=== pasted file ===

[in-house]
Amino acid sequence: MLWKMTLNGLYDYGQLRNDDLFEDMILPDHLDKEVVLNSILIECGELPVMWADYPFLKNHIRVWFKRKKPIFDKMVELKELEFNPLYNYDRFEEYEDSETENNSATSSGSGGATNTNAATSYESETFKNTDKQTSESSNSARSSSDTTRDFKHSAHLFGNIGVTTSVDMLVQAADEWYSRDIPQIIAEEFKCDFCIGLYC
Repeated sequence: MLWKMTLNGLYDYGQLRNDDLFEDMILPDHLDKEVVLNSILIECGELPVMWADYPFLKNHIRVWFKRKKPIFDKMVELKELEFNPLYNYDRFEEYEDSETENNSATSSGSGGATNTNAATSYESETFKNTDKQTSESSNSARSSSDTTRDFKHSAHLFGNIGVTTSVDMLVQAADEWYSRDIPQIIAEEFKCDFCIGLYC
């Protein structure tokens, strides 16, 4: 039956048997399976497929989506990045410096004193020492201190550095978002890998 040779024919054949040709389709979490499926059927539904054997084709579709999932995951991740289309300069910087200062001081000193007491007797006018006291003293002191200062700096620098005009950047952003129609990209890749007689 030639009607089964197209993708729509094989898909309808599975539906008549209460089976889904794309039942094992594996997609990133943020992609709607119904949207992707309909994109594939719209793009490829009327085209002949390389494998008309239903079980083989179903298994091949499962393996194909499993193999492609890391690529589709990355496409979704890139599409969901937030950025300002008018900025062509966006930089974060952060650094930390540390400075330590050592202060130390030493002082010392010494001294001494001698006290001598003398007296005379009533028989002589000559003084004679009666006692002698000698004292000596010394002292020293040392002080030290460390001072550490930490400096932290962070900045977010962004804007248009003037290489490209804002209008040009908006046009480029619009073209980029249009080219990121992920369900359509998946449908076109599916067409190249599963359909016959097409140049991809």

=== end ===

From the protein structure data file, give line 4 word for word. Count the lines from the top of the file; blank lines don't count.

């Protein structure tokens, strides 16, 4: 039956048997399976497929989506990045410096004193020492201190550095978002890998 040779024919054949040709389709979490499926059927539904054997084709579709999932995951991740289309300069910087200062001081000193007491007797006018006291003293002191200062700096620098005009950047952003129609990209890749007689 030639009607089964197209993708729509094989898909309808599975539906008549209460089976889904794309039942094992594996997609990133943020992609709607119904949207992707309909994109594939719209793009490829009327085209002949390389494998008309239903079980083989179903298994091949499962393996194909499993193999492609890391690529589709990355496409979704890139599409969901937030950025300002008018900025062509966006930089974060952060650094930390540390400075330590050592202060130390030493002082010392010494001294001494001698006290001598003398007296005379009533028989002589000559003084004679009666006692002698000698004292000596010394002292020293040392002080030290460390001072550490930490400096932290962070900045977010962004804007248009003037290489490209804002209008040009908006046009480029619009073209980029249009080219990121992920369900359509998946449908076109599916067409190249599963359909016959097409140049991809």